So, back to the start of my trip. I found myself in Philadelphia after a week spent working at a conference in D.C. I got a coach up the coast and made my way to a youth hostel. In what became a consistent theme of my trip, by morning, I really needed coffee. Not just in a ‘it’s morning and now I need a coffee’ sense. I had shared a room with five other people, attempted sleep and now I *really* needed coffee.
Bodhi Coffee, Philadelphia
As one of the few remaining loyal users of the city guide app, Foursquare, I relied on it throughout my trip to help me find the best spots. It didn’t disappoint. A short walk from the hostel, past the Korean War Memorial and tucked away down a picturesque street is Bodhi Coffee.
I might have been the first customer of the day as the shop was empty as I walked in, but a steady stream of regulars passed through as I settled into a flat white. My early start meant I could grab a window seat to read a copy of the Philadelphia Gay News after ordering from a very pleasant man who, after hearing my accent, told me about his favourite coffee spots in London. It was a lovely spot to sit for an hour, do some journaling and plan out my day of sightseeing. The coffee was also very nice.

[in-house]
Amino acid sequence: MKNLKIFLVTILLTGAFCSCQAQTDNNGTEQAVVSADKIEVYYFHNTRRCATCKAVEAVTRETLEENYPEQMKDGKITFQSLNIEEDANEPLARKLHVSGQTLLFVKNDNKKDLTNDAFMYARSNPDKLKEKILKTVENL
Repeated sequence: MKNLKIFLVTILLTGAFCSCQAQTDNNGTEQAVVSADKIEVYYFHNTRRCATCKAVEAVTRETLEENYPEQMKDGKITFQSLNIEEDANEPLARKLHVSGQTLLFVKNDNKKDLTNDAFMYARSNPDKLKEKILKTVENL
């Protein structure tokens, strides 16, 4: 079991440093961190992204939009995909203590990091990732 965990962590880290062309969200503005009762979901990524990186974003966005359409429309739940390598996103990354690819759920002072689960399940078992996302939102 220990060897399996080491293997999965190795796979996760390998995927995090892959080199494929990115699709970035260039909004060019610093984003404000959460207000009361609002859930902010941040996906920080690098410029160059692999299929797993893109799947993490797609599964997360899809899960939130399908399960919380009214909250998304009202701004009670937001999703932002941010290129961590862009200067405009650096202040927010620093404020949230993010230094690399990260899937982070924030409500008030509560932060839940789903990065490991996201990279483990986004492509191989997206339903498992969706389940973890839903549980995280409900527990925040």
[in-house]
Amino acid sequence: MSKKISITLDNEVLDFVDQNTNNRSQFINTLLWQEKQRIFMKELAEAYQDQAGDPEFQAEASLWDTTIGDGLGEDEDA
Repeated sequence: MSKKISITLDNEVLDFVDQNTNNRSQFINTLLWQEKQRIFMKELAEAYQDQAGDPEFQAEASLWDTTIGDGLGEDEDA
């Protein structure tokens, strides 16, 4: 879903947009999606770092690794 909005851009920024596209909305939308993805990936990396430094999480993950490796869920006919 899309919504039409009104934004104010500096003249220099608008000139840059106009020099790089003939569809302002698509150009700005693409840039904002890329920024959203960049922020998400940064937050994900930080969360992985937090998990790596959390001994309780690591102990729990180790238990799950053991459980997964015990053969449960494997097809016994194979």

Ultimo Coffee, Philadelphia
My second stop in Philadelphia came late in the day after hours of walking around reading about American Independence at various historical sites. By this time, the colonial shame had well and truly set in and I was looking for somewhere to rest and do some ‘gram uploads. Ultimo was great. Not only was the coffee excellent, but the shop had a London feel about it. Slightly cramped, but light airy with a great selection of snacks and sandwiches. Friendly and comfortable.
Devoción, New York City
After catching a train from Penn Station and spending the Amtrak journey sat next to an avid *Michael Bloomberg* fan, I arrived in NYC ready for another chastening hostel experience, followed by plenty of coffee. For my first morning in the city, I already knew where I was headed. Devoción in Williamsburg had been on my list for some time and I made a beeline for it straightaway. Thinking back and with COVID restrictions now in mind, it seems like the cafe was uncomfortably busy, but at the time, it was just bustling and lively. The poor staff looked visibly stressed but somehow remained chirpy. The customers were enjoying the big sofas and natural light from the roof windows. It’s a genuinely beautiful shop.
So there you go. My coffee experiences from a year ago, via my journal. Here’s some links to them on Instagram should you wish to know more about them: La Colombe, Bodhi Coffee, Ultimo Coffee, Devoción.
The Fourth Quarter
This week’s Fourth Quarter is courtesy of another newsletter I receive each week: Elgin Clothing’s Sunday Service. A new Zoom/Teams background for us all….
…thanks to Four Seasons Total Landscaping (link to Twitter)
That’s all for this week. As I said at the top, do share the newsletter if you fancy it. Also, drop me an email if there’s a spot you think I should visit, particularly if it’s in the U.K.! Have a great week! Love, Ashley.